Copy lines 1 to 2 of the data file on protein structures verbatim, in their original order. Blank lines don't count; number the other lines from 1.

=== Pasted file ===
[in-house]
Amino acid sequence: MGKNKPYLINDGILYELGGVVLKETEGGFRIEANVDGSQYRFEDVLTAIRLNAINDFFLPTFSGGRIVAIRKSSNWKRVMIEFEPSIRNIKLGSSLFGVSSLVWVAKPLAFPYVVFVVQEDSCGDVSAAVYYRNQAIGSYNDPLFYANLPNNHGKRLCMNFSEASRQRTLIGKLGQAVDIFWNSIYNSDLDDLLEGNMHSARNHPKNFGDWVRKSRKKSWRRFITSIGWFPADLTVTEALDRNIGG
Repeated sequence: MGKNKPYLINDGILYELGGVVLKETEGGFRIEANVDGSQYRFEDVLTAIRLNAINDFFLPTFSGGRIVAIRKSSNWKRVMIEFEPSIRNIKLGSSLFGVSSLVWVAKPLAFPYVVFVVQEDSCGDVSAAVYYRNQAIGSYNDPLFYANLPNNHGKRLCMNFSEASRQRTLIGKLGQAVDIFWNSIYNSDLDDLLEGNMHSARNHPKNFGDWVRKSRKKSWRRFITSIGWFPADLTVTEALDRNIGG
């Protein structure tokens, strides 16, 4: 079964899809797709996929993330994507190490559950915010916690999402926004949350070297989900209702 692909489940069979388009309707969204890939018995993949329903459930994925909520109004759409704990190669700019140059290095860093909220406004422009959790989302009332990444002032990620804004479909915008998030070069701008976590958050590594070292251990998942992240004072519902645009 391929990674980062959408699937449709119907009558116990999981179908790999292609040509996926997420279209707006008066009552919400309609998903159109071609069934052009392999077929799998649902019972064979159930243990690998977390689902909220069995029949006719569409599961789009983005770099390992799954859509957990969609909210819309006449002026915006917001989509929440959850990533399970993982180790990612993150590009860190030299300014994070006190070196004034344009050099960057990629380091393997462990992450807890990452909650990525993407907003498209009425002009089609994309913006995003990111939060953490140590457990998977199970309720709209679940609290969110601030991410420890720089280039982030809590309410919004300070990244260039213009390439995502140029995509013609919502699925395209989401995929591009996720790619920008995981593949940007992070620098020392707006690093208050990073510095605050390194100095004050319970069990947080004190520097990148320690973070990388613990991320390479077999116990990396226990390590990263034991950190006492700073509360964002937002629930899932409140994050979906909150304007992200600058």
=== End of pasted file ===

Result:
[in-house]
Amino acid sequence: MGKNKPYLINDGILYELGGVVLKETEGGFRIEANVDGSQYRFEDVLTAIRLNAINDFFLPTFSGGRIVAIRKSSNWKRVMIEFEPSIRNIKLGSSLFGVSSLVWVAKPLAFPYVVFVVQEDSCGDVSAAVYYRNQAIGSYNDPLFYANLPNNHGKRLCMNFSEASRQRTLIGKLGQAVDIFWNSIYNSDLDDLLEGNMHSARNHPKNFGDWVRKSRKKSWRRFITSIGWFPADLTVTEALDRNIGG